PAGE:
Shroud for the Archbishop is a suspense novel in the Sister Fidelma series by author Peter Tremayne. Wighard, the appointed archbishop of Canterbury, was discovered dressed in his room at the Lateran Palace in Rome in the autumn of 664.
The palace guards arrested Brother Ronan Ragallach as he fled Wighard’s house. Bishop Gelasius believed that the crime was political and that Wighard was killed for his victory over the pro-Roman Anglo-Saxon clergy. Bishop Gelasius invited Sister Fidelma of Kildare and Brother Eadulf to investigate.
Here are the top 3 reviews and comments that readers love about this fascinating book.
Review 1: Shroud for the Archbishop – Sister Fidelma Book 2 by Anonymous User
it would take me to long to list everything.
I read the first book and found it ok. the main character was a little annoying at time and a little condescending to her partner but over all tolerable. so believe me when I say she has become insufferable in the book. not to munchen in the last book her advocating for her religious house and some hold over customs for the days of the pagans was a little heavy for some one of the time but acceptable. in this book she shows so much disdain for the church and so much praise for the old pagan customs that I find myself wondering why is she not a pagan. this is the second book and I will not be going on to the thread. this is in mo way all the issues with the book but please understand I had high hopes for this and am very disappointed.
Review 2: Shroud for the Archbishop – Sister Fidelma Book 2 by James W.
Good mystery, story telling a bit wooden
Overall, I enjoy the Sister Fidelma series. This is the second book in the series, set in the seventh century and following the mystery solving Irish religious Sister Fidelma and her sidekick and amour, the Saxon Brother Eadulf. The author is Peter Berresford Ellis (writing under the name Peter Tremayne) who is a noted British historian and he includes some great historical details. This mystery was well thought out. I had an inkling of who the guilty parties might be, but the story was still good. The plot doesn’t drag but keeps a good pace. There are a few things I don’t like so much. Tremayne doesn’t seem to be a natural storyteller and so the plot is not nearly as smooth as say a Steven Saylor or Ruth Downie novel. Tremayne’s storytelling feels a bit wooden. Tremayne also tends to have very black and white characters and sides, often representing causes he feels strongly about. So Fidelma and Irish church are all good, and seem like progressive Episcopalians from the 1990s transported back to the seventh century. The Romans and Saxons are often the bad, corrupt, money-hungry conservatives. It would be nice to have a bit more complexity. I also find Sister Fidelma to be a bit pedantic and uptight. Tremayne tries too hard to make her the feminist superwoman – I think she’d be a more likable character if she had some foibles. All in all though, my criticisms are minor and this is a book well worth a read.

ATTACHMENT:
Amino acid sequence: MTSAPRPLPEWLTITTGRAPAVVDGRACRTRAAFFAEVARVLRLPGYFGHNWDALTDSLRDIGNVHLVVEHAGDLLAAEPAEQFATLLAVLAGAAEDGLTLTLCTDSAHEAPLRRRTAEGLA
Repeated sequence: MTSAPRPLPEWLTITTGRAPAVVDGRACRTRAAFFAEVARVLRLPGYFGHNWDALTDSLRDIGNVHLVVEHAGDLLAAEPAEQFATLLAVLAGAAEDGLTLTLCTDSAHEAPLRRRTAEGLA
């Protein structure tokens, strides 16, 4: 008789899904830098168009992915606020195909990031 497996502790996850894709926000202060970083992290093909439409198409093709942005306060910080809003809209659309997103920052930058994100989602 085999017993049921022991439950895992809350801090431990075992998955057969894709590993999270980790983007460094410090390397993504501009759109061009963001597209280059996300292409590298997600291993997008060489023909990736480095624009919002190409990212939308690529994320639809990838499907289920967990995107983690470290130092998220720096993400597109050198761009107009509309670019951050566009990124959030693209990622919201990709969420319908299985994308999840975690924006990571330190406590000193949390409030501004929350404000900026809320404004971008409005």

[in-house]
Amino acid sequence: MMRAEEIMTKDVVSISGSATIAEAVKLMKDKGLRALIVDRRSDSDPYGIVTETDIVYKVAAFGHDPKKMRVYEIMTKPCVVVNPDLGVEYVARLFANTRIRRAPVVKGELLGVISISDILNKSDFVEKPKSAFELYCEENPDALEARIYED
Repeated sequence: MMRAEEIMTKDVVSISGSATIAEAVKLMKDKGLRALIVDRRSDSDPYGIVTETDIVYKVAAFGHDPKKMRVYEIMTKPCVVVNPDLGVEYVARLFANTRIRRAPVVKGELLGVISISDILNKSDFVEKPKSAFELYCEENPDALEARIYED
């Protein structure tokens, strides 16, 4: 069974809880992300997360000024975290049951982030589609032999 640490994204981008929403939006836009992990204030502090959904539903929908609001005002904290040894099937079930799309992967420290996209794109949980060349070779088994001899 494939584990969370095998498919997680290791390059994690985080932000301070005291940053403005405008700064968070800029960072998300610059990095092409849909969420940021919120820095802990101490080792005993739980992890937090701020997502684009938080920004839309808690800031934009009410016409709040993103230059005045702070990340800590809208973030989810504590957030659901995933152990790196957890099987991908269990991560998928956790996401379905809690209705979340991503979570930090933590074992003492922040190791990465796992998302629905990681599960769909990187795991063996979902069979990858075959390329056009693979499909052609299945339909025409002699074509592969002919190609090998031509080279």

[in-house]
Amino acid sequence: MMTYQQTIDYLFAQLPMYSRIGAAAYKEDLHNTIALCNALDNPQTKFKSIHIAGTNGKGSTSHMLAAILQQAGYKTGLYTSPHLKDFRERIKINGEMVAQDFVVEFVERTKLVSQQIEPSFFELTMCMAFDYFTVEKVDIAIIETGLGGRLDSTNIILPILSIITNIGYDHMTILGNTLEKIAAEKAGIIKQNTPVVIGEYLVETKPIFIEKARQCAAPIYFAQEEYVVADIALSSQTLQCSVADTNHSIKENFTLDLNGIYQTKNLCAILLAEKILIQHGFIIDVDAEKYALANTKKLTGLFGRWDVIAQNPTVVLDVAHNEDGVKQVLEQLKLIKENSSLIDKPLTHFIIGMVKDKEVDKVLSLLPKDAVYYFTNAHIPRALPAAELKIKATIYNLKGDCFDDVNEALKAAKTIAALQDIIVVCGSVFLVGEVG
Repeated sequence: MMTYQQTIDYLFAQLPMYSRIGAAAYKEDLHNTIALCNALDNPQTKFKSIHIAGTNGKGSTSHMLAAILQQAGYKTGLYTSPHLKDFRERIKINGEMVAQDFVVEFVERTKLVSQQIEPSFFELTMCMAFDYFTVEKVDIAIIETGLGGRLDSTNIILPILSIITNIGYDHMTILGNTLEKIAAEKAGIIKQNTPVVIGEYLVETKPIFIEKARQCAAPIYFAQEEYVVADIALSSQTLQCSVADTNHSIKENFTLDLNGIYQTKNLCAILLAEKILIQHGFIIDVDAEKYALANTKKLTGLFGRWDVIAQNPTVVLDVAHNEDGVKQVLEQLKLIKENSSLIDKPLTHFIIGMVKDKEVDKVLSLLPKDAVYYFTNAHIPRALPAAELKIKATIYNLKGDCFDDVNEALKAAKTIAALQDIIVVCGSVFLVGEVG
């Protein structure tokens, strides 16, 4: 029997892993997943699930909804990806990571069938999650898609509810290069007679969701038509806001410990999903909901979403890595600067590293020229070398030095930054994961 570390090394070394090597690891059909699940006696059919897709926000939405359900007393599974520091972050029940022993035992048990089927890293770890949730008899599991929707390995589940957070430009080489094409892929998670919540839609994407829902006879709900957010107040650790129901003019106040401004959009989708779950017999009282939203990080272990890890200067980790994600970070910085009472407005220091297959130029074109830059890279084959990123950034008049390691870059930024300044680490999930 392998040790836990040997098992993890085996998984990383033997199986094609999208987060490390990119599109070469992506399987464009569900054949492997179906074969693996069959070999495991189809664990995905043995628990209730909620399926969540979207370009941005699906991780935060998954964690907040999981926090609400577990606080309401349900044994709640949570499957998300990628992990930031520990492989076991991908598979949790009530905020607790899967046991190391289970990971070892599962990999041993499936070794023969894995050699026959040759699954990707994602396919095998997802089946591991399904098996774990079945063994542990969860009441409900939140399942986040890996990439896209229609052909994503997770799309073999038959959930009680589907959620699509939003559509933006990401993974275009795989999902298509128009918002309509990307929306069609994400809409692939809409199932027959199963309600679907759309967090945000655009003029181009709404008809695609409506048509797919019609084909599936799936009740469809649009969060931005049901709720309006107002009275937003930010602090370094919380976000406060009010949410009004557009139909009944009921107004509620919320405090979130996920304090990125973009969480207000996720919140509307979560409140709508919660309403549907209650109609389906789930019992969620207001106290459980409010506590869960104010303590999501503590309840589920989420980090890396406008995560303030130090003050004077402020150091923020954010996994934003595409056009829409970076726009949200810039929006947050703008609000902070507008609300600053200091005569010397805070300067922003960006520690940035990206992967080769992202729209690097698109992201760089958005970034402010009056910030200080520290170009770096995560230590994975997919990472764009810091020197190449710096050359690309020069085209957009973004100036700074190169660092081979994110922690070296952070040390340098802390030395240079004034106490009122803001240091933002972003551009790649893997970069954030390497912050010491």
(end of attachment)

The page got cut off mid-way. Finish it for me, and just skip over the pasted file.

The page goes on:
Review 3: Shroud for the Archbishop – Sister Fidelma Book 2 by Eliza
History and culture-A; mystery-C
There are over a dozen of Peter Tremayne’s Sister Fidelma mysteries, so if you want to learn about early medieval Europe, this is one of the most painless ways to do it, since the author is an expert in the history, literature and culture of this period in real life. Sister Fidelma is a “detective” (the concept didn’t exist in her time, of course) on par with Hercule Poirot in that she knows her value and expertise and doesn’t let anyone stand in her way. The actual mystery plots (so far–this is book 2) seem rather mechanical, but I trust Tremayne learns a few tricks as the series continues. Caroline Lennon’s narration is effective.
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